One of the exciting things about Grover Washington, Jr.'s live concerts was his ability to play electric jazz-funk one minute and straightahead jazz the next. Jazz-funk and pop-jazz dominated most of the late saxman's studio albums, but on stage, everything from "Mr. Magic" to Oliver Nelson's "Stolen Moments" was fair game. A similar outlook prevails on The Power of Two, which finds Chicago tenor man John Temmerman fluctuating between straightahead jazz and not-so-straightahead jazz. Temmerman's big tone is reminiscent of Dexter Gordon, but while Gordon generally stuck to bop (except for the occasional modal tune), Temmerman is obviously comfortable with straightahead post-bop as well as jazz-funk. Parts of The Power of Two exist in a modal Joe Henderson/John Coltrane/Yusef Lateef world; other parts are closer to the sort of groove-oriented jazz-funk that one associates with Washington, Wilton Felder and Ronnie Laws. And Temmerman, to his credit, is expressive in both areas. The Chicagoan plays convincingly on Miles Davis' "All Blues," Wayne Henderson's "Whispering Pines" and various post-bop tunes of his own, but he is equally appealing on jazz-funk tracks that include Max Bennett's funky "T.C.B. in E" and "Slam Time" (a Temmerman original that isn't unlike something the late Eddie Harris--who was also from Chicago--would have done in the ‘60s or ‘70s). Leading his pianoless Jazz Obsession Quartet--which also includes guitarist Neal Alger, electric bassist Steven Hashimoto and drummer Rusty Jones--Temmerman doesn't do anything groundbreaking. All of these 2001 performances could have been recorded 30 or 40 years earlier. But Temmerman is good at what he does, and The Power of Two is an enjoyable demonstration of his versatility.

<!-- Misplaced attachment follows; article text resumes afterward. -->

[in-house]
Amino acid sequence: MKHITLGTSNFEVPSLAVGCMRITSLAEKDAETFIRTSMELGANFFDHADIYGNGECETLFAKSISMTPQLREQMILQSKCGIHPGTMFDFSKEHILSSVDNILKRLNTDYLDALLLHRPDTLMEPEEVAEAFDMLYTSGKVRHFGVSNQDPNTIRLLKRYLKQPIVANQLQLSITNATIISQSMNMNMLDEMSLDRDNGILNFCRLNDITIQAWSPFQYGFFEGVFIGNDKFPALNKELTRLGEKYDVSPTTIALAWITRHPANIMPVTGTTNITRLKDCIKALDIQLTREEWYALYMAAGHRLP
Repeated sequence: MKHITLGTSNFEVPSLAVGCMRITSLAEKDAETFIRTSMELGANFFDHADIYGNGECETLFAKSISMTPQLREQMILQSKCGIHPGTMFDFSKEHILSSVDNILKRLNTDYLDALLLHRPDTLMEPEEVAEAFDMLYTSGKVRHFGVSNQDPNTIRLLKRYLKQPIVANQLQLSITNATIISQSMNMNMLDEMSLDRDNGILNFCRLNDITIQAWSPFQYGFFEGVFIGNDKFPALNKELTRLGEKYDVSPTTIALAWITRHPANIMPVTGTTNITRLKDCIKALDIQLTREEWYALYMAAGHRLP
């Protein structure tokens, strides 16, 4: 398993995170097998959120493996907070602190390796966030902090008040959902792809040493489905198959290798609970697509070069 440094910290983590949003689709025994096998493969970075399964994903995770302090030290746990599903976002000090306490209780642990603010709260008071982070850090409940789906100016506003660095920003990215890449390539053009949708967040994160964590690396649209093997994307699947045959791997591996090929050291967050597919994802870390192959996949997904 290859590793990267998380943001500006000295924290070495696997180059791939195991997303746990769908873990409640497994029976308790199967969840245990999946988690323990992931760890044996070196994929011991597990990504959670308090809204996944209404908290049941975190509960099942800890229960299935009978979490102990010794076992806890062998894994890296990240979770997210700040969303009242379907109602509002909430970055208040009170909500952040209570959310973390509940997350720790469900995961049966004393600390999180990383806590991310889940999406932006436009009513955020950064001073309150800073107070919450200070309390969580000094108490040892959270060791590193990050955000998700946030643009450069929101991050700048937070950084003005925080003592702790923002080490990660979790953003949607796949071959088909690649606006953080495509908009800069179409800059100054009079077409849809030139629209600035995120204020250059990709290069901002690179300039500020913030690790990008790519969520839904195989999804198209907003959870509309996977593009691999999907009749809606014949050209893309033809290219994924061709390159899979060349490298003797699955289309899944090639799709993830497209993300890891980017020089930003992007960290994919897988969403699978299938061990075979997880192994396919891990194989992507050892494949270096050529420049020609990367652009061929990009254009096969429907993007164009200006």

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AllMusic Review by Alex Henderson